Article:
Reporting on blockchain from China is difficult; there’s a lot of noise and little substance. But the Chinese press sometimes offers some of the best leads on crypto stories. There’s one crypto blogger who’s my all time favorite—let me give you an introduction.

Beijing-based Colin Wu, who writes at Wechat public account Wu Blockchain, has the nose to sniff out exclusive stories and the knuckles to investigate them. More importantly, in my opinion, he is able to see through a lot of the smoke screens that plague China’s crypto world. 

I respect—well, sometimes I envy—his work, and I often refer to it in my reporting. On Sept. 6, he was the first to report that Chinese investors were staging a protest against centralized crypto exchanges. I reported on his work and took it a little further. 

Just last night, he broke the news of a crackdown against over-the-counter traders in Shaanxi province.

I’ll stop fangirling and get to the point: If you want to understand China tech, people like Wu are exactly who you should be following. Chinese media often get a bad rap for (allegedly) being little more than propaganda machines, but there are many amazing, often independent, Chinese journalists that do investigative work. Wu is one of them.

Granted, if you’re like me and have to use translation apps to read Chinese-language articles, it can result in some awkward phrasing at best. Luckily for us, Wu tweets the gist of his pieces in English. 

Wu started out as a journalist in Chinese media and later went corporate doing government and public relations at Bitmain, the world’s leading manufacturer of crypto mining rigs. The logic of this move, I am not privy to.

He left Bitmain after almost two years to “pursue some journalism ideals,” he told me, with a touch of self-mockery. Wu is a jaded kind of guy.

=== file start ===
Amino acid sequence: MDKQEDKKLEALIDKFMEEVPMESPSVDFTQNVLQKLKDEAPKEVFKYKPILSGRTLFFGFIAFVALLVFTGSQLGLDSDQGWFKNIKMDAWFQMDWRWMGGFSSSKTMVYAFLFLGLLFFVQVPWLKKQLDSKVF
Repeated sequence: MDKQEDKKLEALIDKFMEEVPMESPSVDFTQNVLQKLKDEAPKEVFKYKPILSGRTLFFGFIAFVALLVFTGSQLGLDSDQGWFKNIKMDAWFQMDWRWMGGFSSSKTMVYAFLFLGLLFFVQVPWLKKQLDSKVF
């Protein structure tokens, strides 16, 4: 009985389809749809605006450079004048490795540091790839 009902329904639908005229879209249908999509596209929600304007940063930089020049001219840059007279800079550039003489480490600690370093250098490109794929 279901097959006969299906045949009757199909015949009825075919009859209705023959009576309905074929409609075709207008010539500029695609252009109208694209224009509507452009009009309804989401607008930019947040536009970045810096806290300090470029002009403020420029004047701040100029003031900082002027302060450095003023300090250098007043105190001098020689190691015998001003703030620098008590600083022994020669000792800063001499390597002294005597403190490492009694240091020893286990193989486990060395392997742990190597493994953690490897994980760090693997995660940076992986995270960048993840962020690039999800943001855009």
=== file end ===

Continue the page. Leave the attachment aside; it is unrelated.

He started writing on Wechat in his channel Wu Blockchain in November 2019, and initially built up an audience covering the months-long saga of two rival founders trying to oust each other from Bitmain. At the time, what we at TechNode call the Battle for Bitmain was only getting started; he had inside information and was the first to break the news.

“One day at 3 o’clock in the morning, I suddenly got inspiration and wrote this article. Many people were attacking Micree [Zhan Ketuan] at the time, but no one really understood it, so I wanted to write something from a neutral perspective,” he told me.

“He is small, short-tempered, he likes to drink, but is not materialistic, and wears a pair of New Balance sneakers and a gray polo shirt 80% of the time,” he wrote in reference to Zhan in his first article. 

His coverage of the dueling co-founders’ drama at Bitmain can seem partial to Wu Jihan (no relation), Zhan’s nemesis, at times. In his most recent article on Wu Jihan’s reinstatement he reported that employees were shedding tears of joy when he resumed leadership of the company. Despite this, Wu has been the first to report on new developments regardless of what they favor.